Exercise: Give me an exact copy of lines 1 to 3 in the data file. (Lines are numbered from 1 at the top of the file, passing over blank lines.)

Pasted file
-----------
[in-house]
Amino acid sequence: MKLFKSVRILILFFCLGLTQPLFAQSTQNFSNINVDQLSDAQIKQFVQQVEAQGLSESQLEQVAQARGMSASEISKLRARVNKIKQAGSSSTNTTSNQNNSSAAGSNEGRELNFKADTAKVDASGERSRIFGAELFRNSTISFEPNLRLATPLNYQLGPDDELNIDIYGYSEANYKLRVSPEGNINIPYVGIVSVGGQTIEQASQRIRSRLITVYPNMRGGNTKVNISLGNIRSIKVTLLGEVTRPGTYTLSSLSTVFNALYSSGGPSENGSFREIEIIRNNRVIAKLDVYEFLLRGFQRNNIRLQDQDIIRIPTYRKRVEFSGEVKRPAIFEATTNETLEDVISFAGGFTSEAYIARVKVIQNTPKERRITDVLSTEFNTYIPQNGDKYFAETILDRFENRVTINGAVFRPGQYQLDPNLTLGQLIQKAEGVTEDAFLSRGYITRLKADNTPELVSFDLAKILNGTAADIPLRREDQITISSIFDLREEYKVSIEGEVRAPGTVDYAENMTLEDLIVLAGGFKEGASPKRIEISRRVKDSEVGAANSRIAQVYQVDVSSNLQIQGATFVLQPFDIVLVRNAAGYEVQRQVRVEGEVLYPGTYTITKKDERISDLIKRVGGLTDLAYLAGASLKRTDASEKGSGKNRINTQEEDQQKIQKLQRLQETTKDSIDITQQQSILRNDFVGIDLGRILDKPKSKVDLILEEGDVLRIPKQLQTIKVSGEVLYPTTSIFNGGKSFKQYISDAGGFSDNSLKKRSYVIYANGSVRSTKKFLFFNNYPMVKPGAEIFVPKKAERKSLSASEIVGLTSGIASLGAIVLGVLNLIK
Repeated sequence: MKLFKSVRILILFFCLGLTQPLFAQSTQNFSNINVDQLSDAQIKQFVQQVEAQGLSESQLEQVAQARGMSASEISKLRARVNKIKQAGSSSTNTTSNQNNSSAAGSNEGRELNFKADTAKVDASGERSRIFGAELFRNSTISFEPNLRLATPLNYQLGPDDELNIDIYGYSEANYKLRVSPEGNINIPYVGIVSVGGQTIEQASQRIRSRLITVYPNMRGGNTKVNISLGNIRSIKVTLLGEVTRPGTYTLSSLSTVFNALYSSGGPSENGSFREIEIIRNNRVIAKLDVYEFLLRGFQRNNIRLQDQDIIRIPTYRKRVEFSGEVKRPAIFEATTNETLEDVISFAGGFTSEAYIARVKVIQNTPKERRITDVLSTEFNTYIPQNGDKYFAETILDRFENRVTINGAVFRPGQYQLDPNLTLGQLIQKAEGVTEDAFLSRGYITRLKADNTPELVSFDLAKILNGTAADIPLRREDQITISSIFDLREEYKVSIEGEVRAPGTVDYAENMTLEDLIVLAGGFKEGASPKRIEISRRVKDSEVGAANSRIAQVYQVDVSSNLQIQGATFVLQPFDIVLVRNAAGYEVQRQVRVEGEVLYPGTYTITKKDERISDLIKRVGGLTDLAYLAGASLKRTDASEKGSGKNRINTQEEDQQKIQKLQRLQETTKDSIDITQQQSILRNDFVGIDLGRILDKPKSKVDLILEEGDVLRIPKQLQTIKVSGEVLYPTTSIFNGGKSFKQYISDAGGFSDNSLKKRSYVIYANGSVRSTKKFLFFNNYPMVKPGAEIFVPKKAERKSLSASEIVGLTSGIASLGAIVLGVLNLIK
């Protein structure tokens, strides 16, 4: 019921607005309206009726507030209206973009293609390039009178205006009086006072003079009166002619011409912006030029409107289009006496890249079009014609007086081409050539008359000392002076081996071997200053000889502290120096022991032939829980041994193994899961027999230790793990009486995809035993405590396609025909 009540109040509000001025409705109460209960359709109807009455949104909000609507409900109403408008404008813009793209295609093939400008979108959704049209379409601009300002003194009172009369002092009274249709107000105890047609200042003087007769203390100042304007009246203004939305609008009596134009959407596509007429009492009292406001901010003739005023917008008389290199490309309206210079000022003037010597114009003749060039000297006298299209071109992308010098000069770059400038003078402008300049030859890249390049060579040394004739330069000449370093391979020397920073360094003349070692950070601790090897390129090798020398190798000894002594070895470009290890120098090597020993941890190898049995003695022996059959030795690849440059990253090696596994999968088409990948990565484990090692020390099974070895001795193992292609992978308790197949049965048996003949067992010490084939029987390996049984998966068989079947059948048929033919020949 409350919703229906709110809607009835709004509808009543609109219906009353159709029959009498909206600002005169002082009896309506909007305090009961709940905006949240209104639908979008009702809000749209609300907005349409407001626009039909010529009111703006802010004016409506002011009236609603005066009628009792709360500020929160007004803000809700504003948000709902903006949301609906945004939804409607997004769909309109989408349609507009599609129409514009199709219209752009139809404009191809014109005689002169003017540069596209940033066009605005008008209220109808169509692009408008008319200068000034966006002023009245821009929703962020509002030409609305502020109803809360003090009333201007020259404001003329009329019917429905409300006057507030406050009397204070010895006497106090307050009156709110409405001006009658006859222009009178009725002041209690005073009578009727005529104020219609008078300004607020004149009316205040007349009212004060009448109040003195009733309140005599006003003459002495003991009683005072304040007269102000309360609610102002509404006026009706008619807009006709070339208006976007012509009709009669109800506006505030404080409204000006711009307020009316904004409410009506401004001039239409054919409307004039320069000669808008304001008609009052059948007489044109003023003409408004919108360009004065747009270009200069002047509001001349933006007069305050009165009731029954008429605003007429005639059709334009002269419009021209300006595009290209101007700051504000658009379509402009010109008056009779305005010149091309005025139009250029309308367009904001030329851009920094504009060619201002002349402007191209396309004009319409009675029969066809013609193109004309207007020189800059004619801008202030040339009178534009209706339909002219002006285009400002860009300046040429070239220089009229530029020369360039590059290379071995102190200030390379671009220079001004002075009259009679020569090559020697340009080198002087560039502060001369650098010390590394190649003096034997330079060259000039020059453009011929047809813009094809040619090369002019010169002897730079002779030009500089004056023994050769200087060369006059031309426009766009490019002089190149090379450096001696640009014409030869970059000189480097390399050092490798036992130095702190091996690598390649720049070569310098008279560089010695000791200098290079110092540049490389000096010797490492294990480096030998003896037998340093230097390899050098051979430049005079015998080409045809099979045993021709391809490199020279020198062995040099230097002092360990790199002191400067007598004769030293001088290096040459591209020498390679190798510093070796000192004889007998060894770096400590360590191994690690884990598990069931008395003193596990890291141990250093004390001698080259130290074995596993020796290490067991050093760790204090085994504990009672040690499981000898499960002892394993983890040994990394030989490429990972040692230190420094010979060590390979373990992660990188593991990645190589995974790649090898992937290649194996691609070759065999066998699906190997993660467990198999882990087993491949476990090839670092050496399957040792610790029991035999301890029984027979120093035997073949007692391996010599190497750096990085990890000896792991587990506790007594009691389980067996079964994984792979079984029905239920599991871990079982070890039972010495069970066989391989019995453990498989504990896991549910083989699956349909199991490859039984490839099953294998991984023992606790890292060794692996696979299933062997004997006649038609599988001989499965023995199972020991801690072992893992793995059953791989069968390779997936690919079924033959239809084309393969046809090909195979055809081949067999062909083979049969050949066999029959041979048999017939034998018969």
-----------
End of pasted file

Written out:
[in-house]
Amino acid sequence: MKLFKSVRILILFFCLGLTQPLFAQSTQNFSNINVDQLSDAQIKQFVQQVEAQGLSESQLEQVAQARGMSASEISKLRARVNKIKQAGSSSTNTTSNQNNSSAAGSNEGRELNFKADTAKVDASGERSRIFGAELFRNSTISFEPNLRLATPLNYQLGPDDELNIDIYGYSEANYKLRVSPEGNINIPYVGIVSVGGQTIEQASQRIRSRLITVYPNMRGGNTKVNISLGNIRSIKVTLLGEVTRPGTYTLSSLSTVFNALYSSGGPSENGSFREIEIIRNNRVIAKLDVYEFLLRGFQRNNIRLQDQDIIRIPTYRKRVEFSGEVKRPAIFEATTNETLEDVISFAGGFTSEAYIARVKVIQNTPKERRITDVLSTEFNTYIPQNGDKYFAETILDRFENRVTINGAVFRPGQYQLDPNLTLGQLIQKAEGVTEDAFLSRGYITRLKADNTPELVSFDLAKILNGTAADIPLRREDQITISSIFDLREEYKVSIEGEVRAPGTVDYAENMTLEDLIVLAGGFKEGASPKRIEISRRVKDSEVGAANSRIAQVYQVDVSSNLQIQGATFVLQPFDIVLVRNAAGYEVQRQVRVEGEVLYPGTYTITKKDERISDLIKRVGGLTDLAYLAGASLKRTDASEKGSGKNRINTQEEDQQKIQKLQRLQETTKDSIDITQQQSILRNDFVGIDLGRILDKPKSKVDLILEEGDVLRIPKQLQTIKVSGEVLYPTTSIFNGGKSFKQYISDAGGFSDNSLKKRSYVIYANGSVRSTKKFLFFNNYPMVKPGAEIFVPKKAERKSLSASEIVGLTSGIASLGAIVLGVLNLIK
Repeated sequence: MKLFKSVRILILFFCLGLTQPLFAQSTQNFSNINVDQLSDAQIKQFVQQVEAQGLSESQLEQVAQARGMSASEISKLRARVNKIKQAGSSSTNTTSNQNNSSAAGSNEGRELNFKADTAKVDASGERSRIFGAELFRNSTISFEPNLRLATPLNYQLGPDDELNIDIYGYSEANYKLRVSPEGNINIPYVGIVSVGGQTIEQASQRIRSRLITVYPNMRGGNTKVNISLGNIRSIKVTLLGEVTRPGTYTLSSLSTVFNALYSSGGPSENGSFREIEIIRNNRVIAKLDVYEFLLRGFQRNNIRLQDQDIIRIPTYRKRVEFSGEVKRPAIFEATTNETLEDVISFAGGFTSEAYIARVKVIQNTPKERRITDVLSTEFNTYIPQNGDKYFAETILDRFENRVTINGAVFRPGQYQLDPNLTLGQLIQKAEGVTEDAFLSRGYITRLKADNTPELVSFDLAKILNGTAADIPLRREDQITISSIFDLREEYKVSIEGEVRAPGTVDYAENMTLEDLIVLAGGFKEGASPKRIEISRRVKDSEVGAANSRIAQVYQVDVSSNLQIQGATFVLQPFDIVLVRNAAGYEVQRQVRVEGEVLYPGTYTITKKDERISDLIKRVGGLTDLAYLAGASLKRTDASEKGSGKNRINTQEEDQQKIQKLQRLQETTKDSIDITQQQSILRNDFVGIDLGRILDKPKSKVDLILEEGDVLRIPKQLQTIKVSGEVLYPTTSIFNGGKSFKQYISDAGGFSDNSLKKRSYVIYANGSVRSTKKFLFFNNYPMVKPGAEIFVPKKAERKSLSASEIVGLTSGIASLGAIVLGVLNLIK